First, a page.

Philippe Fauchet, the Bruce and Bridgitt Evans Dean of Engineering at Vanderbilt University, met with members of Congress last week while in Washington, D.C., to emphasize the integral role that engineering research plays in strengthening the United States’ competitiveness and security. He urged members of Tennessee’s congressional delegation to continue to support this work by ensuring adequate federal funding in fiscal year 2024 for the agencies that support engineering education and research—namely the National Science Foundation, the National Institutes of Health and the federal departments of defense and energy.
Fauchet was joined by his contemporaries, Interim Dean Lin Li from Tennessee State University and deans Matthew Mench from the University of Tennessee-Knoxville, Okenwa Okoli from the University of Memphis and Joseph Slater from Tennessee Technological University. The advocacy day was part of the American Society of Engineering Education’s Public Policy Colloquium, which brings together engineering deans from across the country to advocate for the most pressing federal policies that impact engineering education and research.
Vanderbilt Associate Director of Federal Relations Heather Bloemhard, in collaboration with her counterparts at participating institutions, organized a group meeting with staff from the offices of Sens. Marsha Blackburn (R-TN) and Bill Hagerty (R-TN) and U.S. Reps. Mark Green (R-TN), Steve Cohen (D-TN), John Rose (R-TN), Tim Burchett (R-TN) and Chuck Fleishmann (R-TN). The deans highlighted the key role their universities have in the economic growth of the state, region and nation—from educating the engineering workforce to developing the innovations that will fuel this growth. Their key message was that Congress needs to fully realize the vision of last year’s CHIPS and Science Act by funding agencies like NSF.
“I welcomed the opportunity to tell the story of the productive partnerships Vanderbilt’s School of Engineering and our peer institutions across the state have with numerous federal agencies to support vital research in areas ranging from health care and defense to energy and entrepreneurship,” Fauchet said. “My colleagues and I also delivered positive news about the healthy outlook for educating and training a new generation of innovative, solutions-oriented STEM leaders at all levels of higher education.”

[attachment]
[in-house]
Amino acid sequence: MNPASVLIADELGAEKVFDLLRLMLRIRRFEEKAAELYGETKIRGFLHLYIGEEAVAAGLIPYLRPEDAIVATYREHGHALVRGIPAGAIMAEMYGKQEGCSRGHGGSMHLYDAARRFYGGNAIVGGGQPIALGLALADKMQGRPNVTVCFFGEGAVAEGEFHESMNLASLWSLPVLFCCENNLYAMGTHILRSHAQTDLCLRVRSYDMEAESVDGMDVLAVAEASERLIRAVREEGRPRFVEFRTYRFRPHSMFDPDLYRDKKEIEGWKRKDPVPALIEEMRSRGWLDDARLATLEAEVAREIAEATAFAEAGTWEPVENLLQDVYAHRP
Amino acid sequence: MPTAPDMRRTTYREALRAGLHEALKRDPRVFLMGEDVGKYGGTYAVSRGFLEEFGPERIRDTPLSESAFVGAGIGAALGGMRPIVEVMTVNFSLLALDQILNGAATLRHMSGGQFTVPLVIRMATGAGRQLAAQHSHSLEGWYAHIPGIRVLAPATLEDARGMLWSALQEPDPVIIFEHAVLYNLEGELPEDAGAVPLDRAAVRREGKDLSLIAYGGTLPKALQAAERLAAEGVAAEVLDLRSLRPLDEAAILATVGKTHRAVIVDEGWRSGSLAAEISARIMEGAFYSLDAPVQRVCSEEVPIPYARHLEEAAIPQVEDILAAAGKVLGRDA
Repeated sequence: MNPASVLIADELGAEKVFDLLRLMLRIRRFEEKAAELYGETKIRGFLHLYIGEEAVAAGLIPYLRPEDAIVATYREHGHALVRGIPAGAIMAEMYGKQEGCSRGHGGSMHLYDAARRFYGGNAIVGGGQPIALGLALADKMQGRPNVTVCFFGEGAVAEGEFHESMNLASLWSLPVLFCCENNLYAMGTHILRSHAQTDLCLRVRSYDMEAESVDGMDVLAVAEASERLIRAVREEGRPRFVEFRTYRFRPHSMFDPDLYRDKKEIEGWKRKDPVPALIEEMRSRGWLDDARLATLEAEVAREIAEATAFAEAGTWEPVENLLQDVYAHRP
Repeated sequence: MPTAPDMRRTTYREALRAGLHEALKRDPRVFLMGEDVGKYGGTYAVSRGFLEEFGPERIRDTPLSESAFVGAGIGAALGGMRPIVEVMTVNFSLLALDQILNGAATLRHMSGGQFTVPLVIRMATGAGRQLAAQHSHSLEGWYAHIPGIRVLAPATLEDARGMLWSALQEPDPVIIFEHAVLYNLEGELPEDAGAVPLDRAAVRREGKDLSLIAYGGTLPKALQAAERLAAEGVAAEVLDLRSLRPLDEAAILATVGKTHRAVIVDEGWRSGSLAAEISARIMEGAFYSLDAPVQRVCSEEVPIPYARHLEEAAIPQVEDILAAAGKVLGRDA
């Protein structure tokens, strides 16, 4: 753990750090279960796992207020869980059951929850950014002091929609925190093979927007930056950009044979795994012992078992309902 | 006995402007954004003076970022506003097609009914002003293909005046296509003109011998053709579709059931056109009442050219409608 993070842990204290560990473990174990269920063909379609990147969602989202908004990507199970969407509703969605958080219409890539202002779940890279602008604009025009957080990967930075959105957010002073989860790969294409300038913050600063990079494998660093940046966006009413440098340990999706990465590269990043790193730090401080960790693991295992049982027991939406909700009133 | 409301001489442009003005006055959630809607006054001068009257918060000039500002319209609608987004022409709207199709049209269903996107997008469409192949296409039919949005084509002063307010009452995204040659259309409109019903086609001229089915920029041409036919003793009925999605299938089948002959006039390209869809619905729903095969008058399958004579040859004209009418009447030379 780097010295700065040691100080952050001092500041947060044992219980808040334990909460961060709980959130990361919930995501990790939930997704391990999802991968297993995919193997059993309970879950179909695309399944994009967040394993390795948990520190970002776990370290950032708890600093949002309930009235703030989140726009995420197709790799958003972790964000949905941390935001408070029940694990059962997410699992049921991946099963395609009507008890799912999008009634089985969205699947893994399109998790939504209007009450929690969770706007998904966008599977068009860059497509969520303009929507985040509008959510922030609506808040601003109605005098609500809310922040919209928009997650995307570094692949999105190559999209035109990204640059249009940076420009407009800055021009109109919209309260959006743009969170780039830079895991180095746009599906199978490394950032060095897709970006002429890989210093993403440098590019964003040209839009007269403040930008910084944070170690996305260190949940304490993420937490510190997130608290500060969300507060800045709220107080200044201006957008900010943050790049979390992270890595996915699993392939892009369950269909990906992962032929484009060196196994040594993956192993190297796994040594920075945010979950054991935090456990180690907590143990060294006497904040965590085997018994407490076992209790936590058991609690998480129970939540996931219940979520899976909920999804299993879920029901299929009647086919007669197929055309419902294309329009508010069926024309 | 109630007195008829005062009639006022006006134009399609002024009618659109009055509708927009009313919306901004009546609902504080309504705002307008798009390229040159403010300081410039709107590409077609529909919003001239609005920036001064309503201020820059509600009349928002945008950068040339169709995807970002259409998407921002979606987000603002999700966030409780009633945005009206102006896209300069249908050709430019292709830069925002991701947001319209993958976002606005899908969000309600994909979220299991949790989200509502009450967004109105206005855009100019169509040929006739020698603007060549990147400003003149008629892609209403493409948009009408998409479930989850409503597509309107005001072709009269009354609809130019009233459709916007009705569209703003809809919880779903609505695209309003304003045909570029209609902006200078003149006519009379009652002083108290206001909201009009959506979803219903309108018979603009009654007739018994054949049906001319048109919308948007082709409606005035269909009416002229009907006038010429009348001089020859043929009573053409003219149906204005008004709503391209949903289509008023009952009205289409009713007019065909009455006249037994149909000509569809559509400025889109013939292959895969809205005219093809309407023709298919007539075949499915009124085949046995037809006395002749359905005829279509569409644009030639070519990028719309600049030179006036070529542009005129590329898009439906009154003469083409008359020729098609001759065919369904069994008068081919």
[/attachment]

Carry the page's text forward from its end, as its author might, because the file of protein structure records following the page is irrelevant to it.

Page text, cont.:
During the meetings with policymakers, Fauchet highlighted the critical need to foster a stronger STEM workforce of domestic and international talent to ensure U.S. leadership. He drew attention to a few of the innovative projects Vanderbilt has been a part of recently, including the university’s selection as the lead institution for NSF’s new Mid-South Innovation Corps Hub, which will provide training to academic researchers across all science and engineering fields and is expected to help the region maximize its innovation potential. Fauchet went on to discuss Vanderbilt researchers’ partnership with the 101st Airborne Division at Fort Campbell to design a groundbreaking exoskeleton with the power to relieve stress on soldiers’ backs. He also detailed Vanderbilt’s collaboration with other universities, Nissan North America, Toyota, GM and the Tennessee Department of Transportation to test 100 AI-equipped vehicles last November in an effort to reduce human-caused traffic jams. Through sharing the stories of these successful endeavors, he emphasized the importance of federal research funding.
“In light of the difficult funding environment we are heading into, it is imperative that Vanderbilt demonstrates to Congress the significant economic impact the university has on the state and nation and how that impact is largely possible due to partnerships with the federal government,” Bloemhard said. “We are grateful to Dean Fauchet for the decade-plus of leadership he brought to the Tennessee engineering deans’ annual advocacy. He has set an excellent example of how to tell the stories that best illustrate the impact of federal funding on people and society.”